In their motion, Defendants request a stay of all proceedings pending the resolution of Officer Grossman's interlocutory appeal. First, Officer Grossman argues he is entitled to a stay of proceedings related to the issues he appealed. He explains that, when interlocutory review of an order is sought, “the district court is automatically divested of jurisdiction” over the particular issues involved in the appeal, unless the court certifies the appeal is frivolous. (Doc. 42 at 3.) He argues his appeal isn't frivolous. (Id.) Second, Defendants contend the Court should stay the remaining proceedings (not subject to the appeal) because the stay factors established in Nken v. Holder, 556 U.S. 418 (2009), weigh in their favor. (Id. at 11-14.)

         In their response, Plaintiffs argue that Officer Grossman's appeal is frivolous and that the Court shouldn't stay the remaining proceedings because the Nken factors weigh in their favor. (Doc. 47.) Plaintiffs also obliquely note that they have filed a cross-appeal, appealing the dismissal of several of their causes of action. (Id. at 3 n.2).

         In their reply, Defendants argue that, because Plaintiffs filed a notice of cross-appeal, the Court is divested of jurisdiction over all aspects of this case and therefore must stay all proceedings. (Doc. 48 at 1-4.)

         I. Stay As To Officer Grossman

         A. Legal Standard

         “[T]he filing of a notice of interlocutory appeal divests the district court of jurisdiction over the particular issues involved in that appeal.” City of Los Angeles, Harbor Div. v. Santa Monica Baykeeper, 254 F.3d 882, 886 (9th Cir. 2001). However, if the district court finds that the interlocutory appeal is “frivolous, ” it “may certify, in writing, that defendants have forfeited their right to pretrial appeal, and may proceed with trial.” Chuman v. Wright, 960 F.2d 104, 104 (9th Cir. 1992). A district court may deem an appeal frivolous only if it is “wholly without merit.” United States v. Kitsap Physicians Serv., 314 F.3d 995, 1003 n.3 (9th Cir. 2002) (citation omitted). In other words, a frivolous appeal is one that is “so baseless that it does not invoke appellate jurisdiction such as when the disposition is so plainly correct that nothing can be said on the other side.” Dagdagan v. City of Vallejo, 682 F.Supp.2d 1100, 1116 (E.D. Cal. 2010) (citation omitted).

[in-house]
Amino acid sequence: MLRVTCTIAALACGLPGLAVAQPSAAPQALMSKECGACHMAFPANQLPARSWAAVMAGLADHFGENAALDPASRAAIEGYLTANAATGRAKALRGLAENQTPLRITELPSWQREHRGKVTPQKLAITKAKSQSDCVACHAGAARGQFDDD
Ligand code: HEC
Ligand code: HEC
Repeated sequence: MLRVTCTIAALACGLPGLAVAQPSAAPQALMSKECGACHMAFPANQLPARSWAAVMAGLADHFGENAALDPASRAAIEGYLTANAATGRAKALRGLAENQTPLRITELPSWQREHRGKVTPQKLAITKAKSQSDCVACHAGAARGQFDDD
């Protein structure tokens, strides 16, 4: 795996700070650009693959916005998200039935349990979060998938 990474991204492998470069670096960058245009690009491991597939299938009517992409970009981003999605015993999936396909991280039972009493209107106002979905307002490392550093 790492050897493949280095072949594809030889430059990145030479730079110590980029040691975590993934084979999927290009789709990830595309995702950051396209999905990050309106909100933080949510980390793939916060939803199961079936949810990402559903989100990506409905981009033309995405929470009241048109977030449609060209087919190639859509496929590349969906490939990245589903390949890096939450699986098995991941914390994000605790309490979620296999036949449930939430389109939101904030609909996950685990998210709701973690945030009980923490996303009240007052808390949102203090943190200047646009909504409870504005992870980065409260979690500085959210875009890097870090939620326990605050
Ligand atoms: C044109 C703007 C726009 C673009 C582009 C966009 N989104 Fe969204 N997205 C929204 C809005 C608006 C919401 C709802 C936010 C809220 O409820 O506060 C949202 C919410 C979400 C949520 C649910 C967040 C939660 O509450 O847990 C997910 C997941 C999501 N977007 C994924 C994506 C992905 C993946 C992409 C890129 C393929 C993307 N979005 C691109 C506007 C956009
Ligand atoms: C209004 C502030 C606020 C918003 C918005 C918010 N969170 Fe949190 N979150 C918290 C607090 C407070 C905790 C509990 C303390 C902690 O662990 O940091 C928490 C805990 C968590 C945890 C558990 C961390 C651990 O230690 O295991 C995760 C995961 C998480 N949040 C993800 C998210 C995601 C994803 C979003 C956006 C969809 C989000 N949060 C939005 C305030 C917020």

B. Analysis

         Officer Grossman seeks interlocutory review of the Court's decision to deny him qualified immunity. The only two causes of action subject to qualified immunity are Count 1 (false arrest) and Count 2 (excessive force), both arising under 42 U.S.C. § 1983. Thus, the Court is automatically divested of jurisdiction over those claims unless it certifies that Officer Grossman's interlocutory appeal is frivolous.[1]

         Although the Court stands by the Order and continues to believe it correctly denied Officer Grossman's motion to dismiss, his appeal is not frivolous. As Officer Grossman correctly states, denial of qualified immunity is only appropriate where an official's conduct violates “clearly established constitutional rights of which a reasonable officer would be aware ‘in light of the specific context of the case.'” Keates v. Koile, 883 F.3d 1228, 1235 (9th Cir. 2018) (citation omitted). And Officer Grossman ...